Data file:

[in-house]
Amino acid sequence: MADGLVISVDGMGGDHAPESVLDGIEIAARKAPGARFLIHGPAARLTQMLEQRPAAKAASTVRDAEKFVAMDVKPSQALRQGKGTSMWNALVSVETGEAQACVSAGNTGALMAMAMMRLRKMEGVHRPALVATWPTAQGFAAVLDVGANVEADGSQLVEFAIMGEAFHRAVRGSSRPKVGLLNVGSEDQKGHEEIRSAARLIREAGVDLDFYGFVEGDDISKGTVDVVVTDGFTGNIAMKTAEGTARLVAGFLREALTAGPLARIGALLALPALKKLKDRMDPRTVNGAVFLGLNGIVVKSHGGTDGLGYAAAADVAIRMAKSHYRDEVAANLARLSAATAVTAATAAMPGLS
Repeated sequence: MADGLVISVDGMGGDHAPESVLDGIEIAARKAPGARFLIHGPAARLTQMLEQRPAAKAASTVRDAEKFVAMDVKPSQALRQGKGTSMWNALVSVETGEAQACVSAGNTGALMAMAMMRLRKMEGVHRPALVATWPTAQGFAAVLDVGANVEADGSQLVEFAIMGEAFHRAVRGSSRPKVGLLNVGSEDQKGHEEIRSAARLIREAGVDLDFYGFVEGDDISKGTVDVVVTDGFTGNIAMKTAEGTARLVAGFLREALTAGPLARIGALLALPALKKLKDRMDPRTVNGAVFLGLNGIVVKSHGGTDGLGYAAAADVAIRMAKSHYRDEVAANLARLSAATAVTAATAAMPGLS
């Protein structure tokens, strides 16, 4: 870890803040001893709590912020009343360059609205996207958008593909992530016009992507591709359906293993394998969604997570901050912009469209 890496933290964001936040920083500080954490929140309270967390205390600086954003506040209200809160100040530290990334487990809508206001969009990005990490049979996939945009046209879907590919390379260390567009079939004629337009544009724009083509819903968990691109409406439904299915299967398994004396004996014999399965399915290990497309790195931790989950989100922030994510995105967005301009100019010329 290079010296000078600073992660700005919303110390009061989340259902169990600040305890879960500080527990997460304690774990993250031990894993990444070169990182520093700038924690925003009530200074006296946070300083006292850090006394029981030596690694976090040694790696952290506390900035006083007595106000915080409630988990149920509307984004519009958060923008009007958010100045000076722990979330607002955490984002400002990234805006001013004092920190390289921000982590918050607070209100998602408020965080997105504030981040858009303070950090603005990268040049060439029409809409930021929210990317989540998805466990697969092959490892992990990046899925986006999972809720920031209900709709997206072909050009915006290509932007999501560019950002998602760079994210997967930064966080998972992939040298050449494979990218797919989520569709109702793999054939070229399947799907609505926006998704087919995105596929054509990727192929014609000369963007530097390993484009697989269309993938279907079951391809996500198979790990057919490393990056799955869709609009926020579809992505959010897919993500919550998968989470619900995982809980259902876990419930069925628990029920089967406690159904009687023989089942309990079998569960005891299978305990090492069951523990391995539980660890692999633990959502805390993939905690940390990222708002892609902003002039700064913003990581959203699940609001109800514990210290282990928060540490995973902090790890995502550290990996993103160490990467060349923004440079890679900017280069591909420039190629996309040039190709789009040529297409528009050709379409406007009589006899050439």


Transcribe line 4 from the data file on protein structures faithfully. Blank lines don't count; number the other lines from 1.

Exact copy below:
């Protein structure tokens, strides 16, 4: 870890803040001893709590912020009343360059609205996207958008593909992530016009992507591709359906293993394998969604997570901050912009469209 890496933290964001936040920083500080954490929140309270967390205390600086954003506040209200809160100040530290990334487990809508206001969009990005990490049979996939945009046209879907590919390379260390567009079939004629337009544009724009083509819903968990691109409406439904299915299967398994004396004996014999399965399915290990497309790195931790989950989100922030994510995105967005301009100019010329 290079010296000078600073992660700005919303110390009061989340259902169990600040305890879960500080527990997460304690774990993250031990894993990444070169990182520093700038924690925003009530200074006296946070300083006292850090006394029981030596690694976090040694790696952290506390900035006083007595106000915080409630988990149920509307984004519009958060923008009007958010100045000076722990979330607002955490984002400002990234805006001013004092920190390289921000982590918050607070209100998602408020965080997105504030981040858009303070950090603005990268040049060439029409809409930021929210990317989540998805466990697969092959490892992990990046899925986006999972809720920031209900709709997206072909050009915006290509932007999501560019950002998602760079994210997967930064966080998972992939040298050449494979990218797919989520569709109702793999054939070229399947799907609505926006998704087919995105596929054509990727192929014609000369963007530097390993484009697989269309993938279907079951391809996500198979790990057919490393990056799955869709609009926020579809992505959010897919993500919550998968989470619900995982809980259902876990419930069925628990029920089967406690159904009687023989089942309990079998569960005891299978305990090492069951523990391995539980660890692999633990959502805390993939905690940390990222708002892609902003002039700064913003990581959203699940609001109800514990210290282990928060540490995973902090790890995502550290990996993103160490990467060349923004440079890679900017280069591909420039190629996309040039190709789009040529297409528009050709379409406007009589006899050439």